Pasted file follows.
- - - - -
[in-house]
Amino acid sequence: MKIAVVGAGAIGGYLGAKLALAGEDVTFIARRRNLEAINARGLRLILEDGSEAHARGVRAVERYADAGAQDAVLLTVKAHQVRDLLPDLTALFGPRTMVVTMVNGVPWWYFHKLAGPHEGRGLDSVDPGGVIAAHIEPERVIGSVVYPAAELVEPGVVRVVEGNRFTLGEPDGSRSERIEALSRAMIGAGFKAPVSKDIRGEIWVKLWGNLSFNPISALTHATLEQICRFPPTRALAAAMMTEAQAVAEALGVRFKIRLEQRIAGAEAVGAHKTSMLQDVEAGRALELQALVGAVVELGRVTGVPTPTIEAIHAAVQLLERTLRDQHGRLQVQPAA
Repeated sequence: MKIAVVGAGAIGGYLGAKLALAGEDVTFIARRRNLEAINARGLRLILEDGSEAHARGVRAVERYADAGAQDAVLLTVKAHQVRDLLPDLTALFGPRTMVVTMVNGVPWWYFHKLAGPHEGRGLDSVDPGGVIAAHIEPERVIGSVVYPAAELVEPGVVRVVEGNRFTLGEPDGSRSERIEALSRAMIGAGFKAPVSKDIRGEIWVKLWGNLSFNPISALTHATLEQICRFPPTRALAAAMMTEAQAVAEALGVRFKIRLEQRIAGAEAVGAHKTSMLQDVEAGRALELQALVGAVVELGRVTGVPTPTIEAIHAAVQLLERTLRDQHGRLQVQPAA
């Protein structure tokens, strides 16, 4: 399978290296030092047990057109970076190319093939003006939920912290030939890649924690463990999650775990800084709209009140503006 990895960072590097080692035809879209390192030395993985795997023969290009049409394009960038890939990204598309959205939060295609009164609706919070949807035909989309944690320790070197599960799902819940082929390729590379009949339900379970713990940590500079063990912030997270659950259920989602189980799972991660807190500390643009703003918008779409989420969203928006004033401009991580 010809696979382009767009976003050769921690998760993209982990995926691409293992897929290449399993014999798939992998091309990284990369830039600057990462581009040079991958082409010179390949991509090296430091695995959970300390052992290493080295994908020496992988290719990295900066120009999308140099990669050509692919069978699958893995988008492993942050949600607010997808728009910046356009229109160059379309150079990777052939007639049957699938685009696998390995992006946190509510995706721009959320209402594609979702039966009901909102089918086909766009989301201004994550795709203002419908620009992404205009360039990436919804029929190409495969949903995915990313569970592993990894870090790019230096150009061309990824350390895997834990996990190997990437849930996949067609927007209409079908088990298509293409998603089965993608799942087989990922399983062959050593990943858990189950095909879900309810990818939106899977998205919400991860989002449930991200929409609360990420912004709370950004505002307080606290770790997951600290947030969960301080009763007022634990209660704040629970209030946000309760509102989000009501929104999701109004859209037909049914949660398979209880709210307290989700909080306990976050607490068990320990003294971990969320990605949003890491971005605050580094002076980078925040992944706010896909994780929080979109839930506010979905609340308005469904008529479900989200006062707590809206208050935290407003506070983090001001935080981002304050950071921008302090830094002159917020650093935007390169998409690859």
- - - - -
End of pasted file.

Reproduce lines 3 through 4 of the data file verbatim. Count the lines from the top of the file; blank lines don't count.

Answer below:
Repeated sequence: MKIAVVGAGAIGGYLGAKLALAGEDVTFIARRRNLEAINARGLRLILEDGSEAHARGVRAVERYADAGAQDAVLLTVKAHQVRDLLPDLTALFGPRTMVVTMVNGVPWWYFHKLAGPHEGRGLDSVDPGGVIAAHIEPERVIGSVVYPAAELVEPGVVRVVEGNRFTLGEPDGSRSERIEALSRAMIGAGFKAPVSKDIRGEIWVKLWGNLSFNPISALTHATLEQICRFPPTRALAAAMMTEAQAVAEALGVRFKIRLEQRIAGAEAVGAHKTSMLQDVEAGRALELQALVGAVVELGRVTGVPTPTIEAIHAAVQLLERTLRDQHGRLQVQPAA
């Protein structure tokens, strides 16, 4: 399978290296030092047990057109970076190319093939003006939920912290030939890649924690463990999650775990800084709209009140503006 990895960072590097080692035809879209390192030395993985795997023969290009049409394009960038890939990204598309959205939060295609009164609706919070949807035909989309944690320790070197599960799902819940082929390729590379009949339900379970713990940590500079063990912030997270659950259920989602189980799972991660807190500390643009703003918008779409989420969203928006004033401009991580 010809696979382009767009976003050769921690998760993209982990995926691409293992897929290449399993014999798939992998091309990284990369830039600057990462581009040079991958082409010179390949991509090296430091695995959970300390052992290493080295994908020496992988290719990295900066120009999308140099990669050509692919069978699958893995988008492993942050949600607010997808728009910046356009229109160059379309150079990777052939007639049957699938685009696998390995992006946190509510995706721009959320209402594609979702039966009901909102089918086909766009989301201004994550795709203002419908620009992404205009360039990436919804029929190409495969949903995915990313569970592993990894870090790019230096150009061309990824350390895997834990996990190997990437849930996949067609927007209409079908088990298509293409998603089965993608799942087989990922399983062959050593990943858990189950095909879900309810990818939106899977998205919400991860989002449930991200929409609360990420912004709370950004505002307080606290770790997951600290947030969960301080009763007022634990209660704040629970209030946000309760509102989000009501929104999701109004859209037909049914949660398979209880709210307290989700909080306990976050607490068990320990003294971990969320990605949003890491971005605050580094002076980078925040992944706010896909994780929080979109839930506010979905609340308005469904008529479900989200006062707590809206208050935290407003506070983090001001935080981002304050950071921008302090830094002159917020650093935007390169998409690859």